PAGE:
Political Strategy and the Political Negotiations

Pepe Manalo


The paper discusses how revolutionaries must comprehend how the sudden shift in the political situation at the aftermath of the February revolution to prepare refinements in revolutionary strategy and utilize new forms of struggle. The fascist rule was replaced by a bourgeois democratic regime overnight, which made such promises: the new democratic republic will represent the interests of all classes equally; free competition of ideologies and political programs; naked force will not be the main instrument of political rule, and so on. The Communist Party has yet to qualitatively rebound from the loss of political momentum it suffered as a result of the boycott blunder. To regain initiative, the Party must enrich its understanding of the specific characteristics of the Philippine revolutionary process, wherein the framework of national struggle is against imperialism. History necessitated that the struggle against fascism and for a democratic government be pursued as a substage in the national democratic struggle – a transition form for eventual political dominance which in turn is the basis to proceed step-by-step to socialist transformation. The Party must determine the form of struggle most appropriate to the prevailing conditions. In this case, from armed struggle there is a need to shift to the unarmed form as a means to educate the masses, through their own political experience, ultimately seize revolutionary power by force. The paper proposes strategy and tactics to approach political negotiations with the current conditions and as well as an alternative to the peace negotiations.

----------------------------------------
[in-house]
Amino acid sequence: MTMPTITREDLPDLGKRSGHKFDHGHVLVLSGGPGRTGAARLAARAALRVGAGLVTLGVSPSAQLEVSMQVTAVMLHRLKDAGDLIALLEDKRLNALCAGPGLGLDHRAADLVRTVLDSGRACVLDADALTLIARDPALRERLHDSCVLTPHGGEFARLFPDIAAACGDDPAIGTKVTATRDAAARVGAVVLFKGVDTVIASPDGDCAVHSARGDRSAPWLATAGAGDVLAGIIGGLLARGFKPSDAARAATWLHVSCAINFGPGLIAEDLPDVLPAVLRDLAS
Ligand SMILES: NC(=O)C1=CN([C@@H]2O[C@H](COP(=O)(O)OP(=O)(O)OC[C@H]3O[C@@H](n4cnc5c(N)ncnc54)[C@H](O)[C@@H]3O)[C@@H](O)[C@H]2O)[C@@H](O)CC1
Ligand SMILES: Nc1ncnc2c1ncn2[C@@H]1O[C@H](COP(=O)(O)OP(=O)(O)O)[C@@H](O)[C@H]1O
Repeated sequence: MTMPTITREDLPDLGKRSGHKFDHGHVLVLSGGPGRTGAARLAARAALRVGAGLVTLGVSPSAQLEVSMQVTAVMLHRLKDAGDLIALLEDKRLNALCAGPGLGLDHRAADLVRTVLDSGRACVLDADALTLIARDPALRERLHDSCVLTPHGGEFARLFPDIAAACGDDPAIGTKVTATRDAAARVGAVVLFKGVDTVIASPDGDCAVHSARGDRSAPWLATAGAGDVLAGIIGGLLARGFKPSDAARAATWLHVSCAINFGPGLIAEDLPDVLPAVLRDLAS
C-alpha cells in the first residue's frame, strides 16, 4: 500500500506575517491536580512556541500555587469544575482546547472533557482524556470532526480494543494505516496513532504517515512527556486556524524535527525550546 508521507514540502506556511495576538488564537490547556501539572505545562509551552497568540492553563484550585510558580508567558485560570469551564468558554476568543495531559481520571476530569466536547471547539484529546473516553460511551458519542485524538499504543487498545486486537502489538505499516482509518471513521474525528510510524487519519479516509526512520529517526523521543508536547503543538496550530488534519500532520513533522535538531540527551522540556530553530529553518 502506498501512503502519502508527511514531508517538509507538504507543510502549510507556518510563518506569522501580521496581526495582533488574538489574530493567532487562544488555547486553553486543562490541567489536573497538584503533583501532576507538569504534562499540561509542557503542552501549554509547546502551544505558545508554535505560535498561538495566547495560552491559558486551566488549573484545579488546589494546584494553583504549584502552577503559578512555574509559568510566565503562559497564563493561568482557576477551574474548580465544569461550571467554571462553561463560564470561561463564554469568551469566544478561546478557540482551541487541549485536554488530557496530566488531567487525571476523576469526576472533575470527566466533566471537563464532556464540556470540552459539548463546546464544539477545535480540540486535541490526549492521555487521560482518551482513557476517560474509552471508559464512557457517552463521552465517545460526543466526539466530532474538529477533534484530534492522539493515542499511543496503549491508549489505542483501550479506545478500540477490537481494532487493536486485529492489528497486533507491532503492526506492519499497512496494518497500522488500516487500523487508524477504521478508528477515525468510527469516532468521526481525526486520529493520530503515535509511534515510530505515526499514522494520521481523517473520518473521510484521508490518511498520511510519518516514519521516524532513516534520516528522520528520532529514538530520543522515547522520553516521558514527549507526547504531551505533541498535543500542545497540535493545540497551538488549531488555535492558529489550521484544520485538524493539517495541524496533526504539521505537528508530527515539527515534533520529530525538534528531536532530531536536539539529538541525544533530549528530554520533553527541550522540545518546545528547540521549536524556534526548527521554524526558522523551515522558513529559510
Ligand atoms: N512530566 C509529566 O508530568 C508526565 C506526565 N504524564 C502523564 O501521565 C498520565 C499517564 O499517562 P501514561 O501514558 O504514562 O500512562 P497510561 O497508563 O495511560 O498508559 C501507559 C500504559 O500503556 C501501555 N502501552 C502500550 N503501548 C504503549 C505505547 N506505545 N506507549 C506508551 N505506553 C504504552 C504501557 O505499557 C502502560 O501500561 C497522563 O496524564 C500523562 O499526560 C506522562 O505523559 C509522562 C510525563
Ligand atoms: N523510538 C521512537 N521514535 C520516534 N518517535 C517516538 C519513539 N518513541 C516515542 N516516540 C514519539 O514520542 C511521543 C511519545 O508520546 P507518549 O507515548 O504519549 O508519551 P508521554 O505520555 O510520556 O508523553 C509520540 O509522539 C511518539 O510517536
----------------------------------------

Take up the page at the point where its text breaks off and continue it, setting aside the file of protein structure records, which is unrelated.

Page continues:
popular democracy; forms of struggle; class struggle; Marxism; political strategy; political negotiations

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